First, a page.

Ever since my father was diagnosed with prostate cancer a few years ago, I've had this nagging fear that I'm doomed to confront the disease too. Perhaps I'm like a lot of men in that regard. We're more fatalistic than women when it comes to our health and well-being.
That is, I think a guy is more likely to take the "chip off the old block" thing a little too seriously, and see his father's fate as a blueprint of his own.
How many times has a male friend doubled over in pain and complained, "I've got my father's back"? New York Yankee legend Mickey Mantle was reportedly haunted by the belief that he would die by 40, like his father. And on television's "The Sopranos," gangster Tony Soprano is convinced that his teenage son's panic attacks are inevitable, the product of bad genes, which Tony says he inherited from his thug of a father and passed down.
But if you spend time with your dad this Father's Day, don't get too caught up in worrying whether his DNA is gonna get you one of these days. Such fears are misguided, says medical geneticist Aubrey Milunsky, author of "Your Genetic
Destiny: Know Your Genes, Secure Your Health, Save Your Life" (Perseus, 2001).
"You are not doomed by the genes you carry," said Milunsky, of Boston University's School of Medicine. "There's a feeling among men, in particular, of 'there's not much I can do with what I have,' " he says. But though our genes influence every aspect of our health, Milunsky notes, there is plenty a guy can do to offset the threat of an unwelcome inheritance.
He can start by learning a bit about Genetics 101. After all, the guy who is only concerned about his father's health woes is missing half of the picture. People inherit genetic material from both parents, so they must look at both their mother and father. For example, a man can inherit gene mutations from either parent that may increase his risk of certain cancers, including prostate and colon cancers.
But cancer that's linked directly to an inherited gene is the exception, not the rule. For instance, Milunsky says, at least 90% of the men diagnosed with prostate cancer do not carry the specific gene mutation that's associated with the disease. Instead, their overall genetic makeup made them susceptible to the damaging effects of some external influence, which in the case of prostate cancer could be obesity, red meat, a high-fat diet or exposure to certain toxins, he says.
So your destiny is determined by the body you inherited from your parents and how you live. If you've ever blamed your beer belly on your father's flabby midsection, it's time to start accepting responsibility for your wayward waistline. "The only way to develop a beer belly is by stuffing calories into your body," says Milunsky. "Genes build the closet, but it's up to the man how he fills it."
It's also a good idea to examine all the branches of your family tree. According to Milunsky, many men are clueless about family health history. "I've been speaking with couples in my practice for decades," he says, "and inevitably the man will turn to his wife and ask her a question about his uncle."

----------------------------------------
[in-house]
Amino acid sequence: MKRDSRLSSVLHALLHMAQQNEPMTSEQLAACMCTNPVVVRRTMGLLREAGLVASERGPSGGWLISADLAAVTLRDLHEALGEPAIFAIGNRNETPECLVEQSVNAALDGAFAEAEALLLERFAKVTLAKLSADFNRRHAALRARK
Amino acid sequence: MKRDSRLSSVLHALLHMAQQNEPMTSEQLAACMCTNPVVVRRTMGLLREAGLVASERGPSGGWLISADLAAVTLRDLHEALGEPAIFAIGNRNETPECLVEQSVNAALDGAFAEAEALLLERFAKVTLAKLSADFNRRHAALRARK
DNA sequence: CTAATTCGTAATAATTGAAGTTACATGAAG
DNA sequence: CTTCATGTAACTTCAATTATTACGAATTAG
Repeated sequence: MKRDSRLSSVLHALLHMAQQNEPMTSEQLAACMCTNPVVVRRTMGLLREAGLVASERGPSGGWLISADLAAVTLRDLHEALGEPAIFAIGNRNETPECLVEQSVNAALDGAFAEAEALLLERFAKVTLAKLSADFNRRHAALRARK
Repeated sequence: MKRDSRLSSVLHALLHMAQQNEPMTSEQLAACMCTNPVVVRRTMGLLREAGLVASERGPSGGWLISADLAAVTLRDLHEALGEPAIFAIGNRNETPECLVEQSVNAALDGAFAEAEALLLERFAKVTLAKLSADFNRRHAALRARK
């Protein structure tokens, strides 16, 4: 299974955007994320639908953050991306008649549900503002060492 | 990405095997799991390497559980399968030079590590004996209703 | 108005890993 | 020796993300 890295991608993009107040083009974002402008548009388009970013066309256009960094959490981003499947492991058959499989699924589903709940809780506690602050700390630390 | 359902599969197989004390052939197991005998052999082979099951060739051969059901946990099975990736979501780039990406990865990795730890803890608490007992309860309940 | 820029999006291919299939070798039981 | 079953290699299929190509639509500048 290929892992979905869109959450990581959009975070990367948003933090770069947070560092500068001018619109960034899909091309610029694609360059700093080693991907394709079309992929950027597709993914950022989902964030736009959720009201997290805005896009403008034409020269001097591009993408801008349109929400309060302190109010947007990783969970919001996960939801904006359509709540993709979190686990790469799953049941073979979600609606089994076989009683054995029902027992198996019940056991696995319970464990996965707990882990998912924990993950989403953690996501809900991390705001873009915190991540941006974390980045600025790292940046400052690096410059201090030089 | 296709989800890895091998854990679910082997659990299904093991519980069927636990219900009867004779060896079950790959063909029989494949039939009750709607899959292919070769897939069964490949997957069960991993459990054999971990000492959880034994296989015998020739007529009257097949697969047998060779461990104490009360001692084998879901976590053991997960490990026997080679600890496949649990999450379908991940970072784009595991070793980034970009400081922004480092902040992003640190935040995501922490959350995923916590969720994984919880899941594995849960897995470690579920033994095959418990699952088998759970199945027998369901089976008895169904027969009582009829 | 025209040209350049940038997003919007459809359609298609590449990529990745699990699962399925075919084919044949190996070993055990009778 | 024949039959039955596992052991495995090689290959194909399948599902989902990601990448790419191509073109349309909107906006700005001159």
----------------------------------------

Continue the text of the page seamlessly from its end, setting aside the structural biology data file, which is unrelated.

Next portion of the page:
You might be able to answer the question about your uncle yourself if you create a written family history, which should contain as much information as you can gather about the health of all your close relatives. Include aunts, uncles and cousins, and go back at least as far as your grandparents. Get as much specific information as possible. Death certificates are often incomplete or misleading; you may need to contact attending physicians or obtain autopsy reports, if available.
A complete family history is a treasure trove of information for your physician. If you or your doc suspect there's potential trouble in your bloodline, you should schedule a sit-down with a certified medical geneticist. To find a genetic counselor, try contacting any major university medical center or check the American Board of Medical Genetics' Web site at http://www.abmg.org. (Click on "Verifications," then on the "Search Membership Directory" feature.)
Working with your physician, a geneticist can help devise a course of action that could counteract the influence of renegade genes. If your family has a history of heart disease, for example, you may be advised to eat a low-fat diet and take drugs to control your cholesterol levels. In other instances, genetic testing for specific diseases may be recommended.
Of course, if your family has a track record of some heritable disease, you may want no part of genetic testing for fear that your insurance company will use the information to deny coverage. Or simply for fear of learning what the future might hold for you. But Milunsky points out that many states, including California, have enacted legislation prohibiting insurers from discriminating against people who have undergone genetic testing.
And, as scary as the idea of being tested might sound, if you do carry an increased risk of developing a serious medical condition, Milunsky believes that it's better to know--and be prepared. Otherwise, he says, "fear is replaced by chaos when people suddenly find themselves very ill."
Timothy Gower can be reached at email@example.com. The Healthy Man runs the second Monday of the month.